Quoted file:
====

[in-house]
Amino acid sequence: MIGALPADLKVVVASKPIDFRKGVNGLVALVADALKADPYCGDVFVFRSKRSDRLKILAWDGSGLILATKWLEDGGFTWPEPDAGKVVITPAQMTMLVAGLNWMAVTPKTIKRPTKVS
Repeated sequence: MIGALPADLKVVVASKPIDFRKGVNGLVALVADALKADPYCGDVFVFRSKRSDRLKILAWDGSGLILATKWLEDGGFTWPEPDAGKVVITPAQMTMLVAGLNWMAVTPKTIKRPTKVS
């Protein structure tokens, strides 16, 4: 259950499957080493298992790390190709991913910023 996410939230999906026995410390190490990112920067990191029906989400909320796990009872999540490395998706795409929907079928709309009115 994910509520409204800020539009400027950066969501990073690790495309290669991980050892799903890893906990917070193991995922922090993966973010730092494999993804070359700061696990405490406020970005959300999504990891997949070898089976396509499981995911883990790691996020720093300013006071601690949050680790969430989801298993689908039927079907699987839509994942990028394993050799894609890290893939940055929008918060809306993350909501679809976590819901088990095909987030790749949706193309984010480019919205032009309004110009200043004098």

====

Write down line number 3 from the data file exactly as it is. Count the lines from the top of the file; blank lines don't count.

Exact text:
Repeated sequence: MIGALPADLKVVVASKPIDFRKGVNGLVALVADALKADPYCGDVFVFRSKRSDRLKILAWDGSGLILATKWLEDGGFTWPEPDAGKVVITPAQMTMLVAGLNWMAVTPKTIKRPTKVS